Goliath_logo_colorWe like to talk about video games from all over the world, from countries you probably don’t even realise have developers mulling away on their dream game. Back in 2012, a group of likeminded individuals came together to work on just such a dream and, a few days ago, everything came together for its official launch on Steam.

That group of friends formed Whalebox Studios out of Siberia, and since 2014 they’ve been hard at work on their first release, Goliath. A sandbox action-adventure, where your survival within a procedurally generated world of giants is determined by the creation of a robot giant of your own, Goliath is an ambitious combination of customisation, storytelling and MMO style resource gathering and combat.

The setting, too, is all-consuming. A combination of a hundred dead civilizations (past, present and future), your main character discovers that the only way to survive this crazy land is to become the very thing that’s now destroying everything. To do that, you’ll have to explore and scavenge for materials to build, customise and outfit your Goliath creation to suit the task at hand.

So it’s sort of RPG, sort of action game, maybe even a mix of World of Warcraft while you’re at it. There’s also the element of survival, something that’s becoming more and more popular these days, where you’ll need to craft tools, buildings and healing potions in order to stay alive. Changing weather effects and a day/night cycle also play their part, changing how your own Goliath performs as well as the discoveries and monsters you might meet.

futurama01The world is also populated by various factions who fight for control over resources and land segments. Siding with a particular faction can bring with it unique rewards, plans and parts, and if by chance you decide to wage war against another faction (such as the demonic entities known as the Daemonari), you might just be able to rally them to your cause. You’d better choose wisely though, you wouldn’t want to get on the wrong side of a powerful group of beings.

All that would be a fairly solid experience on its own right, but it’s the giant mechs that will no doubt steal the show. There’s the opportunity to create some fairly cool creations, but it will be interesting to see how deep that customisation actually goes. There’s an opportunity there to create future DLC or expansions to increase those options too. Let’s be honest though, creating a giant robot out of wood kinda makes me chuckle with delight, especially considering I’m a Futurama fan.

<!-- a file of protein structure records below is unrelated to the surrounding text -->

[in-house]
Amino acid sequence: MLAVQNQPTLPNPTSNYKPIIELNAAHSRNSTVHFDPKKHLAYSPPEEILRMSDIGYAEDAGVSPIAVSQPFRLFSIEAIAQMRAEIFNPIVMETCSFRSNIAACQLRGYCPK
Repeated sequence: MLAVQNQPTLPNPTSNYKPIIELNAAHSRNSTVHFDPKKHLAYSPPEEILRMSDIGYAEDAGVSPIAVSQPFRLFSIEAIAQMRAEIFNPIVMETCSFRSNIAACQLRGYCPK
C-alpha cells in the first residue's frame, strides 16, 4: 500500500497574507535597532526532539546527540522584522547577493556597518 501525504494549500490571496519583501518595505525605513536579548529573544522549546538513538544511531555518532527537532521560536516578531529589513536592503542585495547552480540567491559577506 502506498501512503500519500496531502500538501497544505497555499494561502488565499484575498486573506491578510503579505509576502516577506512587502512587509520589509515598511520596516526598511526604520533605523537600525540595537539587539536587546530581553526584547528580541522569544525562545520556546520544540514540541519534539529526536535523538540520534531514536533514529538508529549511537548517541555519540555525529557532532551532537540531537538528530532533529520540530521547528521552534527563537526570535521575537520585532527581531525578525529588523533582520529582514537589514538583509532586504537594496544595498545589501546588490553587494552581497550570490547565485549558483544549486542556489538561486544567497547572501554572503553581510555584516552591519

You’ll be able to share the experience with a friend in a fully supported co-op campaign, or use your robotic creations to fight against each other in arena style combat events. I definitely like the idea of playing together with someone else, if it means creating an advantage over the enemy, possibly sharing resources, etc. It’s not entirely a hack ‘n slash, but given I’m a Diablo fan this looks like it will scratch that itch. Of course, that does depend on how well the game controls, but the good news is there’s gamepad support as well as your traditional keyboard/mouse, so there should be plenty of options to make it fit your style of play.

‘Ambitious’ is definitely one way of explaining Goliath, given the amount of content seemingly on offer for a debut title. Credit to Whalebox for sticking to their guns, especially having survived a Kickstarter campaign which sadly missed its goal. Hopefully it pays off for them as the game makes a name for itself now that it has finally hit the big time.

You can try Goliath for yourself on Steam right now, at a reduced price for launch week. Who knows, I might just see you on there and ask for your aid.

Mark Isaacson is a freelance journalist and editor of PN2, who has always wanted his own Iron Giant … how much would it cost to get Vin Diesel to do the voice?

Leave a Reply

Fill in your details below or click an icon to log in:

WordPress.com Logo

You are commenting using your WordPress.com account. Log Out / Change )

Twitter picture

You are commenting using your Twitter account. Log Out / Change )

Facebook photo

You are commenting using your Facebook account. Log Out / Change )

Google+ photo

You are commenting using your Google+ account. Log Out / Change )

Connecting to %s